She would have to discuss with a solicitor in less than ten minutes how she could best contact the husband she'd walked away from two years ago
and her baby. That slicing pain gripped her again, and she was made aware of how tenuous her control was. She needed time to gather herself. Perhaps she'd been silly, scheduling the appointment so soon; she was literally just off the train. This was the first time she'd been out in public again in two years. In the busy, heaving metropolis of London. Somewhere she'd truly never expected to be ever again.
No. She couldn't think like that. She'd be fine. After all, hadn't she been through so much worse?
This was the first day of the rest of her life. A new page, a new chapter.
A new beginning. And perhaps
A tiny alien bird of hope fluttered in her chest. Perhaps another chance at happiness? Even though in truth she'd had precious little happiness in her life so far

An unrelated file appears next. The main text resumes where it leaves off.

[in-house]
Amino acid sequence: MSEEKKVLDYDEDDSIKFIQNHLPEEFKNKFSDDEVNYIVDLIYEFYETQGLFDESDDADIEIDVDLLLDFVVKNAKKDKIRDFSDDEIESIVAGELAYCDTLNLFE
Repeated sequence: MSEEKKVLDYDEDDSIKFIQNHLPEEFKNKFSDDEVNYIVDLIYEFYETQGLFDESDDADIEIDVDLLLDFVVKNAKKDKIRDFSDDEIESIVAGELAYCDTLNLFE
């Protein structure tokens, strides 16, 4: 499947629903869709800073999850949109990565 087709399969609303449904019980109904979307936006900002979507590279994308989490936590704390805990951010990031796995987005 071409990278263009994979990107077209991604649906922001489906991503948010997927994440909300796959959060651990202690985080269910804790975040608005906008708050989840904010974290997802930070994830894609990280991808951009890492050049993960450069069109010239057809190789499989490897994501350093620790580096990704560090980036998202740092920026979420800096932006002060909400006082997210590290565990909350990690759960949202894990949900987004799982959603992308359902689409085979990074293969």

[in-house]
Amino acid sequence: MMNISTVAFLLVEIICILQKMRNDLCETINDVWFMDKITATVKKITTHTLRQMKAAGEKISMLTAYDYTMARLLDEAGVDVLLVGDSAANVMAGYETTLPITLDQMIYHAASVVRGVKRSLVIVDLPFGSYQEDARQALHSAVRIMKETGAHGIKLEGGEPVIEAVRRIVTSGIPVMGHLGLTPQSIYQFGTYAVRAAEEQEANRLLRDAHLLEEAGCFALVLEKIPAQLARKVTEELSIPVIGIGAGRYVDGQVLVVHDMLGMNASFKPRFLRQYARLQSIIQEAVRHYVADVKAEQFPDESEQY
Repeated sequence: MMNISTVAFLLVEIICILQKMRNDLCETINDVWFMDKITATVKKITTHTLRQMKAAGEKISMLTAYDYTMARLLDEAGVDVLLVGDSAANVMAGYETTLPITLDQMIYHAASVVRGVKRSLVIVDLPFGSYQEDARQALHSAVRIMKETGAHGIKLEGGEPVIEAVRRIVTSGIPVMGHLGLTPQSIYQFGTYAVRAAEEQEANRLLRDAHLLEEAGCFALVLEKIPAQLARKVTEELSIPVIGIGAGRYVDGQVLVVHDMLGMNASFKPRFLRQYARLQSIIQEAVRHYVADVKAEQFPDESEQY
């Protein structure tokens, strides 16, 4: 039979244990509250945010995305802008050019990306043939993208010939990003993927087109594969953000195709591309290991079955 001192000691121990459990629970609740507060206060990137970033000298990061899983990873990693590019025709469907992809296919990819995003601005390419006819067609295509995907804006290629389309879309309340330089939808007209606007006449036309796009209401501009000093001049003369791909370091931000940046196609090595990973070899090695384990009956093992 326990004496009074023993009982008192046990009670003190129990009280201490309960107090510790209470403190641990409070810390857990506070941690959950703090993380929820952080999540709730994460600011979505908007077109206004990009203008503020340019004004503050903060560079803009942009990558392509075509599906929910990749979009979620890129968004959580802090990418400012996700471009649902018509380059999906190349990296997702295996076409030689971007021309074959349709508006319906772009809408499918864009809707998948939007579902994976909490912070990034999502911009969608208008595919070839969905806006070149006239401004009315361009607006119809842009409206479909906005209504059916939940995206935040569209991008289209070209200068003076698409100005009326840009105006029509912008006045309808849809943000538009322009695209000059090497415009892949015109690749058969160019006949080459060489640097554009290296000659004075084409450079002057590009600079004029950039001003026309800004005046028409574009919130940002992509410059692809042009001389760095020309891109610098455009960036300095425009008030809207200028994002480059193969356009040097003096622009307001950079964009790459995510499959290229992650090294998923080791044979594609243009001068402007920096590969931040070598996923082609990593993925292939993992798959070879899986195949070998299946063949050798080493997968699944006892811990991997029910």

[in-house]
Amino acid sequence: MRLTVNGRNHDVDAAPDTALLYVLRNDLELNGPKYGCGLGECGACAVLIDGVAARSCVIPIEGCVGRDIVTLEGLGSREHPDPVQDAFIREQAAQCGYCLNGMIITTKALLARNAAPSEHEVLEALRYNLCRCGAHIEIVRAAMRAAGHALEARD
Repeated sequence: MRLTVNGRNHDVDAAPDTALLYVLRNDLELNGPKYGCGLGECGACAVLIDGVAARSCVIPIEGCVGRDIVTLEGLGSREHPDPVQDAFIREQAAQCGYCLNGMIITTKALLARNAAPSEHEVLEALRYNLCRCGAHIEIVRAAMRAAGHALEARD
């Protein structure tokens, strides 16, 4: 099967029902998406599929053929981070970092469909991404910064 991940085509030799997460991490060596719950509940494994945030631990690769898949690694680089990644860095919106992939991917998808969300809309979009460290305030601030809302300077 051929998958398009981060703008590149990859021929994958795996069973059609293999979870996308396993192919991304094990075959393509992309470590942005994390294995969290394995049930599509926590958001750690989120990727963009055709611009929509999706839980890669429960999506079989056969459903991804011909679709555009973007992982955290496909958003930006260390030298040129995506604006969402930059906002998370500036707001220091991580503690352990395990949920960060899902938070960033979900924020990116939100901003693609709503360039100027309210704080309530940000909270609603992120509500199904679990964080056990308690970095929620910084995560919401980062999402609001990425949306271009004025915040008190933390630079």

Just then her attention was taken by a little boy, who was running and fell headlong at her feet on the marble floor. With instinctive and unquestioning swiftness Rowan was out of her seat and bending to lift the boy gently, her hands under his arms, a reassuring smile on her face.
'It's okay, sweetheart. I don't think you've really hurt yourself, have you? You look like a very brave boy.'
He stood unsteadily on chubby legs, his face veering between crying and not crying, a lip wobbling. He was adorable. Dark blond hair, olive skin and huge eyes
they were the colour of violets. Unusual and distinctive.